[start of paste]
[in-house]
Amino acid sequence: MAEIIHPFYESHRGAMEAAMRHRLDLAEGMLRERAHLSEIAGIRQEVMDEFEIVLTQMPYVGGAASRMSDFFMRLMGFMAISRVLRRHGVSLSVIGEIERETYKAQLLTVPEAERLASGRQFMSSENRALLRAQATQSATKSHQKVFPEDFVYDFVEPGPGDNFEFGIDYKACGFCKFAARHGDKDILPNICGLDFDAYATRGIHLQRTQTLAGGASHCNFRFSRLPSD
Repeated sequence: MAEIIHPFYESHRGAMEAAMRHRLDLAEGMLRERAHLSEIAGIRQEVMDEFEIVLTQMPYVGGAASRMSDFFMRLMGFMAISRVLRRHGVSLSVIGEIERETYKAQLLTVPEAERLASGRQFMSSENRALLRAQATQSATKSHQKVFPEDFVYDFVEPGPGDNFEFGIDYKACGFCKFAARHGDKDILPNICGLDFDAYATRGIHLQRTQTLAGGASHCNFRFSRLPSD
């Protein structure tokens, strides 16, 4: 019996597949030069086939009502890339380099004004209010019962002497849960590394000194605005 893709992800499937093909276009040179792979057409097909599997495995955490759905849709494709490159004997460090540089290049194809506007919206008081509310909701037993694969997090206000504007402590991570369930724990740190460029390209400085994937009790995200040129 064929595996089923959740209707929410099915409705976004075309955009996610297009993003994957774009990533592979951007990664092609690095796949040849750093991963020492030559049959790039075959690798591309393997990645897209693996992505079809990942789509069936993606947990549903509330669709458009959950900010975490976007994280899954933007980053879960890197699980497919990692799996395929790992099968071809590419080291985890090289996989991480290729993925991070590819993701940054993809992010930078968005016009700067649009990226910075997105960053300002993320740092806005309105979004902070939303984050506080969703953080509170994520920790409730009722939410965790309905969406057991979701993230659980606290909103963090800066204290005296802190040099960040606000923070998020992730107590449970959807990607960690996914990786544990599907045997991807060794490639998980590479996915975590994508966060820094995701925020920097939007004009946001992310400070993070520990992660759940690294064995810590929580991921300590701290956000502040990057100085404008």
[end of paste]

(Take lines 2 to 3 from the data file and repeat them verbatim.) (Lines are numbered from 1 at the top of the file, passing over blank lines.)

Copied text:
Amino acid sequence: MAEIIHPFYESHRGAMEAAMRHRLDLAEGMLRERAHLSEIAGIRQEVMDEFEIVLTQMPYVGGAASRMSDFFMRLMGFMAISRVLRRHGVSLSVIGEIERETYKAQLLTVPEAERLASGRQFMSSENRALLRAQATQSATKSHQKVFPEDFVYDFVEPGPGDNFEFGIDYKACGFCKFAARHGDKDILPNICGLDFDAYATRGIHLQRTQTLAGGASHCNFRFSRLPSD
Repeated sequence: MAEIIHPFYESHRGAMEAAMRHRLDLAEGMLRERAHLSEIAGIRQEVMDEFEIVLTQMPYVGGAASRMSDFFMRLMGFMAISRVLRRHGVSLSVIGEIERETYKAQLLTVPEAERLASGRQFMSSENRALLRAQATQSATKSHQKVFPEDFVYDFVEPGPGDNFEFGIDYKACGFCKFAARHGDKDILPNICGLDFDAYATRGIHLQRTQTLAGGASHCNFRFSRLPSD